City ultimatum forced Telegram reporter to withdraw ATIPPA request
The province’s access to information watchdog says that
St. John’s city hall was wrong when it offered The Telegram an ultimatum: withdraw your access to information request or we won’t provide you any information.
A bureaucrat with the city said that under the law, the city was not allowed to provide any information to somebody while it had an active access to information request in the system.
“That’s foolish,” Information and Privacy Commissioner Ed Ring said. “If that’s the way they are interpreting it, maybe we should have a chat with them.”
The saga started more than two weeks ago when The Telegram started looking for information about water pollution in the harbour.
Jennifer Mills, communications officer with the city, said that the only way to get raw data on water quality testing would be for city staff to go through thousands of lab reports totalling more than 50,000 pages.
At the time, city clerk Neil Martin explained the situation in a conversation with a Telegram reporter.
“The information you’ve asked for is quite detailed. It’s in various locations. It’s going to require a staff person to sit down ... put it all together and put it in a format that’s readable, and then provide it to you,” Martin said.
“The raw data may be on tape. I don’t know where the hell the stuff is. It depends on who collected it, how they stored the data. So we may have to go to multiple sites to get the data.”
Under access to information legislation, if it would take more than four hours of a staff person’s time to compile the documents, the person requesting it has to pay for the time it takes to put it all together.
Shortly after The Telegram filed the access to information request, Mills informed The Telegram that the city could provide spreadsheets with water quality testing data from 2008 and 2012.
However, she said the city could only send those spreadsheets to The Telegram if the reporter withdrew his access to information request.
“Under ATIPPA, we are required to provide the applicant with the specific piece of information that he has requested, we cannot alter it except for any redactions that are permitted or required by the act, nor may be embellish it or put it in context,” Mills said.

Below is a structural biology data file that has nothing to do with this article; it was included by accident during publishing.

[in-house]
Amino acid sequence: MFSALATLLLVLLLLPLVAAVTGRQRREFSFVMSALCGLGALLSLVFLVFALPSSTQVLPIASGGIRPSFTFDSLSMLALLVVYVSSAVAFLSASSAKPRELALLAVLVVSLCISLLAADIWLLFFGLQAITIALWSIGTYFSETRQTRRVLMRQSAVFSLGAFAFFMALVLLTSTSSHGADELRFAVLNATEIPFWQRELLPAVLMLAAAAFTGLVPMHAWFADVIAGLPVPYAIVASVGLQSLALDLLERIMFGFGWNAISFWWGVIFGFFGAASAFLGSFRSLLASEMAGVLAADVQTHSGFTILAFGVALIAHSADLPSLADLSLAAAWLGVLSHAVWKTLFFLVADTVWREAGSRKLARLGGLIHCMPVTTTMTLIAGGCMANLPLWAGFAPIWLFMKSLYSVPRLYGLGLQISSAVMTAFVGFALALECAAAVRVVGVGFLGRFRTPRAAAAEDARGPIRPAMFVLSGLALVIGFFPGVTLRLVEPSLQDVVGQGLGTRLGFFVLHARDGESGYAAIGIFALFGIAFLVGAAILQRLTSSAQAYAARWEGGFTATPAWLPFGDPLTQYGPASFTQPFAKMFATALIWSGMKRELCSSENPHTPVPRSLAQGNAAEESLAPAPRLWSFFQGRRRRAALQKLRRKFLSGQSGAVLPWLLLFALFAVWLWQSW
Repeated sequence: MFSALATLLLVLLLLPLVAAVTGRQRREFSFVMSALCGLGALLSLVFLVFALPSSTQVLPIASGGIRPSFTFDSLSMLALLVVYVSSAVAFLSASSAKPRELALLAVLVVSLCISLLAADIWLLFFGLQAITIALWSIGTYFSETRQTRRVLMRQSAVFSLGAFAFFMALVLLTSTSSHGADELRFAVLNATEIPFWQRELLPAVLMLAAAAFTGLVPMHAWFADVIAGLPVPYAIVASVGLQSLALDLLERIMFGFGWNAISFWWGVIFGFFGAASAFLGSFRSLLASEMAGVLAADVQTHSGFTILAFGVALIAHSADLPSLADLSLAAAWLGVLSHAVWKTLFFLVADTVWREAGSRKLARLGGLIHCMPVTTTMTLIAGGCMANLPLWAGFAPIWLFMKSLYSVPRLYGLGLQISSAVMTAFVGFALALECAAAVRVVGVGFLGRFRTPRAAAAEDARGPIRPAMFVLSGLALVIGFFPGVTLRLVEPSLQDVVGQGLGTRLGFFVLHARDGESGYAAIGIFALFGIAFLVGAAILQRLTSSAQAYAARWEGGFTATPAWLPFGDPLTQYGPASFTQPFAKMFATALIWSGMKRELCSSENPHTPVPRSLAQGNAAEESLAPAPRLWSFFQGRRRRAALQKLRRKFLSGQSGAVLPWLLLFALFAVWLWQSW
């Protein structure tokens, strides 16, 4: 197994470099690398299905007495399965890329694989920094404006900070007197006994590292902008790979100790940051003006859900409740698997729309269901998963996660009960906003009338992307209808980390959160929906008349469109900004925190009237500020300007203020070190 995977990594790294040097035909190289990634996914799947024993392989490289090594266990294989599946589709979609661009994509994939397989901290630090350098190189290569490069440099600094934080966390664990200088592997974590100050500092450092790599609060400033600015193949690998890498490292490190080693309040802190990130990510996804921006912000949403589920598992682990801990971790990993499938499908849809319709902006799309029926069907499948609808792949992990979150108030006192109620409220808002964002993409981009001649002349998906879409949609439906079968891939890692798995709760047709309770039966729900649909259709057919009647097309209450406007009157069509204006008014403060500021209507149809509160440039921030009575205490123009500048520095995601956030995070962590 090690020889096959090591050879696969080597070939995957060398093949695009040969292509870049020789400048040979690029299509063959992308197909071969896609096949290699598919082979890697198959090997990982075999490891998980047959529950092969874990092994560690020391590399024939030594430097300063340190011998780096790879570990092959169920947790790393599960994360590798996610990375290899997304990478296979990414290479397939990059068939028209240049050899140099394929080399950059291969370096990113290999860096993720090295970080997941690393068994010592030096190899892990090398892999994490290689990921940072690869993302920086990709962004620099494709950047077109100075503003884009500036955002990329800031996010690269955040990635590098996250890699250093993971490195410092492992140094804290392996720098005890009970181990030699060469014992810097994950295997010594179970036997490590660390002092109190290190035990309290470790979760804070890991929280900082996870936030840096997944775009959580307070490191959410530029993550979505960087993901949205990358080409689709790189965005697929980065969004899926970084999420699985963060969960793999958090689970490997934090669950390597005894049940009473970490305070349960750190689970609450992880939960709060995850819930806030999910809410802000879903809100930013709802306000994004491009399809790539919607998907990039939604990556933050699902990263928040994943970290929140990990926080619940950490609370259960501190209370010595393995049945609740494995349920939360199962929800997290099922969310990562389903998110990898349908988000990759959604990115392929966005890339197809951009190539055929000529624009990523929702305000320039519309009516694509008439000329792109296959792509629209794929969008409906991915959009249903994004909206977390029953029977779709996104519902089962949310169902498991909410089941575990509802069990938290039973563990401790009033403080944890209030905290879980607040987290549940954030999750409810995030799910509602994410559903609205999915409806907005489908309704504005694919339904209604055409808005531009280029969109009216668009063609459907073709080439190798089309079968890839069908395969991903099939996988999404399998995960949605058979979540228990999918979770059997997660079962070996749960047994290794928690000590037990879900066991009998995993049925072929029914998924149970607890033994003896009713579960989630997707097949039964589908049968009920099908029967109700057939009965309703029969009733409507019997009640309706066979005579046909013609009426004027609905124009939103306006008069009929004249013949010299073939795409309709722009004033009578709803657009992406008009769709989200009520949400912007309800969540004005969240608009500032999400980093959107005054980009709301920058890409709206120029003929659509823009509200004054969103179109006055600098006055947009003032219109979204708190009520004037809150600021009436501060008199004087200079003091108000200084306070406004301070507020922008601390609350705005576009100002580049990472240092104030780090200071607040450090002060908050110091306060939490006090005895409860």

The city’s interpretation was that the “raw data” was the paper lab reports provided to the city.
“I cannot take any of that raw data and put it into a spreadsheet, because that is changing it and putting it in context,” Mills said.
At that time, Mills said that the interpretation of the Access to Information and Protection of Privacy Act (ATIPPA) was coming from Martin, and she was quite confident that it was the correct interpretation.
“Neil knows ATIPPA probably better than the guy who wrote ATIPPA,” she said.
But Ring, whose job is to provide independent oversight over all things related to access to
information, said there’s nothing in the legislation that he can see which would prevent the city from providing extra documents while an access re-quest was in the system.
“I’ve not come across this before,” he said.
Mills told The Telegram that Martin is on vacation for the next two weeks. She said, “it was his interpretation it would not be appropriate for anyone else to respond.”
Ring said that between 75 to 80 per cent of the complaints he receives from people who have filed access to information requests end with “informal” resolutions.
“Basically, what we do is we kind of mediate on behalf with the applicant,” Ring said.
“Sometimes we agree the public body is right and we go back to the applicant and say so. But at the end of the day, if there is an informal resolution, we would draft a letter that brings closure to the file.”
Ring said that those situations never involve a hard requirement that the applicant removes their access to information request.